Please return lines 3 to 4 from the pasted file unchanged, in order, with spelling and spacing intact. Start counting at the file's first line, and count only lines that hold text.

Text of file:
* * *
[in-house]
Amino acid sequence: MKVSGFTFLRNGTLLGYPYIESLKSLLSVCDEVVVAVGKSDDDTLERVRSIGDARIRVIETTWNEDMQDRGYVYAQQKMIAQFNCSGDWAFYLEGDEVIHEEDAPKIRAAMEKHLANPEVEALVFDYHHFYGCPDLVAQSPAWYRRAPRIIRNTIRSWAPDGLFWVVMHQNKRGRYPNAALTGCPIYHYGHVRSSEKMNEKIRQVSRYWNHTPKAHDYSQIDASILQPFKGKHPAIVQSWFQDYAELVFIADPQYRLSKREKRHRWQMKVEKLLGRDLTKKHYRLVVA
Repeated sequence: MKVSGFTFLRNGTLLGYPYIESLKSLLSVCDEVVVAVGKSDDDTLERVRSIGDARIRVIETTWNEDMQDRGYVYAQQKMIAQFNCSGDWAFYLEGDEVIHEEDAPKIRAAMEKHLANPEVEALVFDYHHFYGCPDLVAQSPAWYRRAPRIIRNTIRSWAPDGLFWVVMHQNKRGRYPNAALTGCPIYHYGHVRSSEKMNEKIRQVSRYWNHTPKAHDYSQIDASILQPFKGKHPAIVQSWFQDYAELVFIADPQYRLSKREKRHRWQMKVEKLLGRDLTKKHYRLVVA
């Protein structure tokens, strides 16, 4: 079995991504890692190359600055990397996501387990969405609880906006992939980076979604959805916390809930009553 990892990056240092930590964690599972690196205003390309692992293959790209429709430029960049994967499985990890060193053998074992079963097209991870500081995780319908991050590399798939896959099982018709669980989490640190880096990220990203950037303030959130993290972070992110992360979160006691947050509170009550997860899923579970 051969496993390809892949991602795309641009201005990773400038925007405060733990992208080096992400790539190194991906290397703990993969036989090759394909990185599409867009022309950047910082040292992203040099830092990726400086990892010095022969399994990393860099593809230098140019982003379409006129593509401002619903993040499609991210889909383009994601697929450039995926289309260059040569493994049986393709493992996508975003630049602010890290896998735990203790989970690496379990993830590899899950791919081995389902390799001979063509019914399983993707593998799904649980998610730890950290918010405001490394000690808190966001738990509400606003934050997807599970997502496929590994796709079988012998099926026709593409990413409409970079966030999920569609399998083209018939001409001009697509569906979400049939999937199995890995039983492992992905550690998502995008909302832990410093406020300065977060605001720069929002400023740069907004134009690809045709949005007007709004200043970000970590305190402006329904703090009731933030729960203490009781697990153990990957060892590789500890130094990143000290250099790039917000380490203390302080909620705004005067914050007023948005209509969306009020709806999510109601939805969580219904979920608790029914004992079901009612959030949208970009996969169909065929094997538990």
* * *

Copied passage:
Repeated sequence: MKVSGFTFLRNGTLLGYPYIESLKSLLSVCDEVVVAVGKSDDDTLERVRSIGDARIRVIETTWNEDMQDRGYVYAQQKMIAQFNCSGDWAFYLEGDEVIHEEDAPKIRAAMEKHLANPEVEALVFDYHHFYGCPDLVAQSPAWYRRAPRIIRNTIRSWAPDGLFWVVMHQNKRGRYPNAALTGCPIYHYGHVRSSEKMNEKIRQVSRYWNHTPKAHDYSQIDASILQPFKGKHPAIVQSWFQDYAELVFIADPQYRLSKREKRHRWQMKVEKLLGRDLTKKHYRLVVA
């Protein structure tokens, strides 16, 4: 079995991504890692190359600055990397996501387990969405609880906006992939980076979604959805916390809930009553 990892990056240092930590964690599972690196205003390309692992293959790209429709430029960049994967499985990890060193053998074992079963097209991870500081995780319908991050590399798939896959099982018709669980989490640190880096990220990203950037303030959130993290972070992110992360979160006691947050509170009550997860899923579970 051969496993390809892949991602795309641009201005990773400038925007405060733990992208080096992400790539190194991906290397703990993969036989090759394909990185599409867009022309950047910082040292992203040099830092990726400086990892010095022969399994990393860099593809230098140019982003379409006129593509401002619903993040499609991210889909383009994601697929450039995926289309260059040569493994049986393709493992996508975003630049602010890290896998735990203790989970690496379990993830590899899950791919081995389902390799001979063509019914399983993707593998799904649980998610730890950290918010405001490394000690808190966001738990509400606003934050997807599970997502496929590994796709079988012998099926026709593409990413409409970079966030999920569609399998083209018939001409001009697509569906979400049939999937199995890995039983492992992905550690998502995008909302832990410093406020300065977060605001720069929002400023740069907004134009690809045709949005007007709004200043970000970590305190402006329904703090009731933030729960203490009781697990153990990957060892590789500890130094990143000290250099790039917000380490203390302080909620705004005067914050007023948005209509969306009020709806999510109601939805969580219904979920608790029914004992079901009612959030949208970009996969169909065929094997538990």